Once a popular destination for tourists, Palymra is now inhabited only by locals.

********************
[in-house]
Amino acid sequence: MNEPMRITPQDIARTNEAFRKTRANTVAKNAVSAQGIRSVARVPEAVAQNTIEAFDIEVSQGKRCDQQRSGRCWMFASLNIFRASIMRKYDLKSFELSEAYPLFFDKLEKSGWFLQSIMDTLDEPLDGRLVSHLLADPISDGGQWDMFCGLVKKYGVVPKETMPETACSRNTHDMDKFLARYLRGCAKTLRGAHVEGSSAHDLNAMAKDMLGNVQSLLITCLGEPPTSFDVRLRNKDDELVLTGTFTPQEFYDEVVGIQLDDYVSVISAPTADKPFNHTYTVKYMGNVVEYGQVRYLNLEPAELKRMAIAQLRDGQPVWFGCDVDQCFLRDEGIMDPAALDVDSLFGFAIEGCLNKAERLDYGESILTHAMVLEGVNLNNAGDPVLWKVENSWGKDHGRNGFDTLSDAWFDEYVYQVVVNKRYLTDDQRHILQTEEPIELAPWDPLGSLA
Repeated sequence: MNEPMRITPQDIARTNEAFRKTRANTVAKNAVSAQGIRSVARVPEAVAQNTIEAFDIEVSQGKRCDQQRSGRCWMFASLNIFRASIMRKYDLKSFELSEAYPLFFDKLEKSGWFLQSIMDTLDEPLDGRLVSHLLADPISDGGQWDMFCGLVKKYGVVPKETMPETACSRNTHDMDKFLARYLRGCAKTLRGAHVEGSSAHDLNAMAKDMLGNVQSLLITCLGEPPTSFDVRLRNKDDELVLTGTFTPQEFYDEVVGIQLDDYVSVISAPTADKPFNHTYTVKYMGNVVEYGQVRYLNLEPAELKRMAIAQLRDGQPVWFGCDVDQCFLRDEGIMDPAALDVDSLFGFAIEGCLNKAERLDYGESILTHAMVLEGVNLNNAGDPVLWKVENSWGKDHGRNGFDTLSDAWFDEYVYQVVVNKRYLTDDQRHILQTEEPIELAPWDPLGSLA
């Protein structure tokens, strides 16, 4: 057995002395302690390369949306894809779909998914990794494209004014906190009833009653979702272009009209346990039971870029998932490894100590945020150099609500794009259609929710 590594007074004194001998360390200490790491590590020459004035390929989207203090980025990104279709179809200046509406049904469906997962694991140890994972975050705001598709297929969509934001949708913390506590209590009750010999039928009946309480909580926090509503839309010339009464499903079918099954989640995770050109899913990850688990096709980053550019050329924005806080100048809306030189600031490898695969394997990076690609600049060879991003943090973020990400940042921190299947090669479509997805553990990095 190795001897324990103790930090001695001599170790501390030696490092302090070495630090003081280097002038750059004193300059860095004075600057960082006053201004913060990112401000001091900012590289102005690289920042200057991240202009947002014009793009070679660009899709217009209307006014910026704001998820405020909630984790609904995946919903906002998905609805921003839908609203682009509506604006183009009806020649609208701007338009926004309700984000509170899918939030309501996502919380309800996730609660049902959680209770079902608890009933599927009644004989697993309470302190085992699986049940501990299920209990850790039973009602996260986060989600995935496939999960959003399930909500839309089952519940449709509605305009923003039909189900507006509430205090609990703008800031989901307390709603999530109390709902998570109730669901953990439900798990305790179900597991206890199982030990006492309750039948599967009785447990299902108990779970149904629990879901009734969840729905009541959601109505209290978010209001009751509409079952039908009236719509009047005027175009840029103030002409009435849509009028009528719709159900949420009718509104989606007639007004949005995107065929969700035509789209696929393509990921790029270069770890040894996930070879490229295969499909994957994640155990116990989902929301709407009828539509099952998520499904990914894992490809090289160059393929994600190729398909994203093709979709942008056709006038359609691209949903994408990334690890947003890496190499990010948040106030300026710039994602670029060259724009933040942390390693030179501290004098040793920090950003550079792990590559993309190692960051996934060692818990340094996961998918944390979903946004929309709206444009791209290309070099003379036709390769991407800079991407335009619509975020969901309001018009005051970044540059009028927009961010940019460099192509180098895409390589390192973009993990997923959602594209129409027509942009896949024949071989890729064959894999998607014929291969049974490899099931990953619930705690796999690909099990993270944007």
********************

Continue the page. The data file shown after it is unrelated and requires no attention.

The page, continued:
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The fabled desert Greco-Roman oasis of Palmyra saw its last tourist in September 2011, six months after the uprising began. Its most recent visitors are violence and looting.Ancient Palmyra now bears the scars of modern warfare but also greed in the form of pillaged tombs.The UNESCO-listed "pearl of the desert" world heritage site in Homs province, just over 200 kilometers northeast of Damascus, was one of the most important cultural centers of the ancient world.It retains its majesty today, despite the tall-columned Temple of Baal suffering damage from shrapnel during artillery exchanges between rebels and President Bashar Assad forces.The Corinthian capitals of three pillars of the colonnade to the south of the temple have crashed to the ground.The official said the antiquities building next to the temple was ransacked, but worse than that was the pillaging of ancient burial sites.
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